In short, I believe that the worst excesses of the pension system – spiking and lack of employees paying their fair share, along with lowered retirement age – are addressed by Governor Brown’s proposal and if we enact those portions, we can save the defined benefits system from itself.
However, if Democrats do not get serious about these changes, they may preserve the existing system for a few years, but ultimately they will lose the pension system altogether. Those are the stakes in this battle, and Democrats are currently in denial.
As the Senators write, “The majority party needs to take up public employee pension reform in a meaningful and responsible way by giving SCA 13 and the governor’s pension reform proposal a true hearing.”
They argue, “SCA 13 seeks to address not only the ‘easy’ fixes we all agree on, such as spiking and double dipping, but also addresses the underlying structural issues that contribute to the problems faced by state and local governments. Moreover, SCA 13 ends pension abuses, reduces our unfunded pension liabilities and controls costs to ensure the sustainability of our public employee pensions.”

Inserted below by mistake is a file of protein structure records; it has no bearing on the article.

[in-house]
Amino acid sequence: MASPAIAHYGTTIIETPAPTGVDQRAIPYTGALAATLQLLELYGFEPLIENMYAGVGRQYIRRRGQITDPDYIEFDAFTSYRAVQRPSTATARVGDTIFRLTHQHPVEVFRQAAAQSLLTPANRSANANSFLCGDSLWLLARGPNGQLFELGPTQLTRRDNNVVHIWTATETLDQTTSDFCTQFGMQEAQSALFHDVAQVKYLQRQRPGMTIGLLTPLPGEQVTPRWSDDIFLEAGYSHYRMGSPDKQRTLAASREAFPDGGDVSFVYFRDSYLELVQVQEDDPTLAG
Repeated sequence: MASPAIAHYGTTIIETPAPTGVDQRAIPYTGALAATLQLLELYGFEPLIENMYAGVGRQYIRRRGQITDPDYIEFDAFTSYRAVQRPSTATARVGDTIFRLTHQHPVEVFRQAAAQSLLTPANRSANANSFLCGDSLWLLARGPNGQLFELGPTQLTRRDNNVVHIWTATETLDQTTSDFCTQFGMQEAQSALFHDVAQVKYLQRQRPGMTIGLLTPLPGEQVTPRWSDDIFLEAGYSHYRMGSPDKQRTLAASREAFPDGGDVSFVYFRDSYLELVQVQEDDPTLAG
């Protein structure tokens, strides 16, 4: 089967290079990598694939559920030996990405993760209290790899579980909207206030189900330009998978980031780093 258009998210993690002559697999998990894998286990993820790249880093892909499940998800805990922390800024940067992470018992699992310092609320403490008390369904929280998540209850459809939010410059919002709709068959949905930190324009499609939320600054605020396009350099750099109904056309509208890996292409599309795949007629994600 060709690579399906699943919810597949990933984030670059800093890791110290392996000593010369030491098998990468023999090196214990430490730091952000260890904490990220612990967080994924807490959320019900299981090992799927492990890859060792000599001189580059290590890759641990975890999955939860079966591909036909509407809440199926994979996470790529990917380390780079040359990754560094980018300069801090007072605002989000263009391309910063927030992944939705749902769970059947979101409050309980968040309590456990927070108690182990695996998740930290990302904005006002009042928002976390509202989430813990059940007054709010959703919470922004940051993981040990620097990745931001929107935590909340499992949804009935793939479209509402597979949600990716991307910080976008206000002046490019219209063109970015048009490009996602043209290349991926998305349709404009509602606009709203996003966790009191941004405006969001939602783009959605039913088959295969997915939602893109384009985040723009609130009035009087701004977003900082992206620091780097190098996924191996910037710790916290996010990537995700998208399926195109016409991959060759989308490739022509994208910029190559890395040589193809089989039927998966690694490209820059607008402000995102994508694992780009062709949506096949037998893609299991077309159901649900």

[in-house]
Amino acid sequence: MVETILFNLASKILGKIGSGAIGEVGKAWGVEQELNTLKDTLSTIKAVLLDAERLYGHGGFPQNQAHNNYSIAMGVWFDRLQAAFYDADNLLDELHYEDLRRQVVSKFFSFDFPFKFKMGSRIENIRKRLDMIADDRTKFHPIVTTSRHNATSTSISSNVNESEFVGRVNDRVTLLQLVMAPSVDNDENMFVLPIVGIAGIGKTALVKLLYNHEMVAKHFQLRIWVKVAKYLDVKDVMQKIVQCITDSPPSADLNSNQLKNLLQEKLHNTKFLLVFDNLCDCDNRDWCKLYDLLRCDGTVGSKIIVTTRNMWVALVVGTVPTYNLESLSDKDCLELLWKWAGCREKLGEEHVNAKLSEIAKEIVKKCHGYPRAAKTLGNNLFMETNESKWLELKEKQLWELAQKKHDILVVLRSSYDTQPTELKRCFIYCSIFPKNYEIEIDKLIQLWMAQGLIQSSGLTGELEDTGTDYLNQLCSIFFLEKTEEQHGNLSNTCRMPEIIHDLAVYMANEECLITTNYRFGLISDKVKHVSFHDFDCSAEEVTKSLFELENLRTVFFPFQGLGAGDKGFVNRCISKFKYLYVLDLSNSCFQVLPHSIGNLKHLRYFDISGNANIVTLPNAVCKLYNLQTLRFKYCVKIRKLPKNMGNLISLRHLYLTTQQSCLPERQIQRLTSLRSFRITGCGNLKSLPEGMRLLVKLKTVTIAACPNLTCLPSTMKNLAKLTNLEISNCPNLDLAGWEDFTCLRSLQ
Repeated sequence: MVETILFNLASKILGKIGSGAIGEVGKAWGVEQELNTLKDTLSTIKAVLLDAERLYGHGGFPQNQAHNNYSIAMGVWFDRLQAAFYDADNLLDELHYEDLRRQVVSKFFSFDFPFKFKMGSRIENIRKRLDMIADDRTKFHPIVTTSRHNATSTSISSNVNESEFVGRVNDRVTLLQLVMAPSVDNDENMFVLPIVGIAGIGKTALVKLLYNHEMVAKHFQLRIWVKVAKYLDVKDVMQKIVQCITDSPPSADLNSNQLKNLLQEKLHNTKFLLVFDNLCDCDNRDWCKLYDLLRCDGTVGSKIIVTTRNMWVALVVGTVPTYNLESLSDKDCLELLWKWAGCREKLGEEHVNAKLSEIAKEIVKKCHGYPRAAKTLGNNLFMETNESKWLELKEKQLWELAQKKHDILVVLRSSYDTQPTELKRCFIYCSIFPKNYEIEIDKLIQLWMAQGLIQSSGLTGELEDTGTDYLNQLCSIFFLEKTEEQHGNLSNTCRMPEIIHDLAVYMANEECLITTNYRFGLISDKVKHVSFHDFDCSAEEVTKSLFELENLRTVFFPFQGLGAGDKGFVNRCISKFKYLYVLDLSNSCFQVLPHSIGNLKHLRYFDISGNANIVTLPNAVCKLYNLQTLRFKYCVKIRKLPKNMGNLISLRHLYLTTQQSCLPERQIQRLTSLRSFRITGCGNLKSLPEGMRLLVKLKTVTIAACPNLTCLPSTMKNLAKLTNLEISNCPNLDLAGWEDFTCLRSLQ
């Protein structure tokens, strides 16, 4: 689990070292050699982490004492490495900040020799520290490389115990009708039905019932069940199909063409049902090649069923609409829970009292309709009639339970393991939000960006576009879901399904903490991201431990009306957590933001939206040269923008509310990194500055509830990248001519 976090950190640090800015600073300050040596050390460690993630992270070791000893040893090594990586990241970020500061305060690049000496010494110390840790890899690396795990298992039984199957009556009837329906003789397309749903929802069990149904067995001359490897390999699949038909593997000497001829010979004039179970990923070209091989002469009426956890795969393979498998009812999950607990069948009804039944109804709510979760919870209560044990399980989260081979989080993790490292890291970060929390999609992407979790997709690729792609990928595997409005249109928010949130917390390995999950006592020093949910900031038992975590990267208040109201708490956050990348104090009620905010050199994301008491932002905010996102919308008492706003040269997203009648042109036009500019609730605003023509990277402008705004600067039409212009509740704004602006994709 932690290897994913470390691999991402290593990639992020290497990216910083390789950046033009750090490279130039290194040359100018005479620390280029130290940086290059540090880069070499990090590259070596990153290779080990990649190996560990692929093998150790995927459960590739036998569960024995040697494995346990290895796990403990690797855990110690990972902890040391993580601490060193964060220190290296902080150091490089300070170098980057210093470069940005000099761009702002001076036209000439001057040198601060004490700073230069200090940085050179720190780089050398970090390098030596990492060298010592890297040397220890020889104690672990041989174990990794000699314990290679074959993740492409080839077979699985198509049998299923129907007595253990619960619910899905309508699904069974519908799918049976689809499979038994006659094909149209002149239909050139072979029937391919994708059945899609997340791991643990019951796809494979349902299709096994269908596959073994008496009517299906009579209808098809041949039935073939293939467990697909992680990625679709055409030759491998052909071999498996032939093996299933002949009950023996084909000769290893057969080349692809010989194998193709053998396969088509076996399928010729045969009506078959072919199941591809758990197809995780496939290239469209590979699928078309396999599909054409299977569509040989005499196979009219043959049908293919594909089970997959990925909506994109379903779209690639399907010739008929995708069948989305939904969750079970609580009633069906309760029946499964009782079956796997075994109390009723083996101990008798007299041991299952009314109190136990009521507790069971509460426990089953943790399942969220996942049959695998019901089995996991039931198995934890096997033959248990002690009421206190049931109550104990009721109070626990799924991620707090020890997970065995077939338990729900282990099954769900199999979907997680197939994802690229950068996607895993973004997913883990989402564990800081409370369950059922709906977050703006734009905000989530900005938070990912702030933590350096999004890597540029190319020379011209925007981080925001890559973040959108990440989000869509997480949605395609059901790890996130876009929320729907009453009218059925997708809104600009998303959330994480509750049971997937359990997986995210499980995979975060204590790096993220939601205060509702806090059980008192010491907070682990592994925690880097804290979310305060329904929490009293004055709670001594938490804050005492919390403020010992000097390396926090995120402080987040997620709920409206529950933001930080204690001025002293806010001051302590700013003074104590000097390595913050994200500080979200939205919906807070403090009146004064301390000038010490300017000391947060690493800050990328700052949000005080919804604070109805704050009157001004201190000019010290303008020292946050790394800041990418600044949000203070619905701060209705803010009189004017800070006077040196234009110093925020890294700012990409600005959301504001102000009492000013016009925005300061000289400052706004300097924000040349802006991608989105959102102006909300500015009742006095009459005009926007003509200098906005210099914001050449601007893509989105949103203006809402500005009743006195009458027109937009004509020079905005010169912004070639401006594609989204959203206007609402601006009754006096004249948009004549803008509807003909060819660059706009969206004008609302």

While I do not agree on hybrid plans, I think their proposal is solid and deserves a fair hearing. At least they are willing to work across the aisle. As they note, “Accepting partisan gridlock as the status quo does nothing to fix California.”
I agree, it is time for the Democrats to get serious about public employee pension reform.
—David M. Greenwald reporting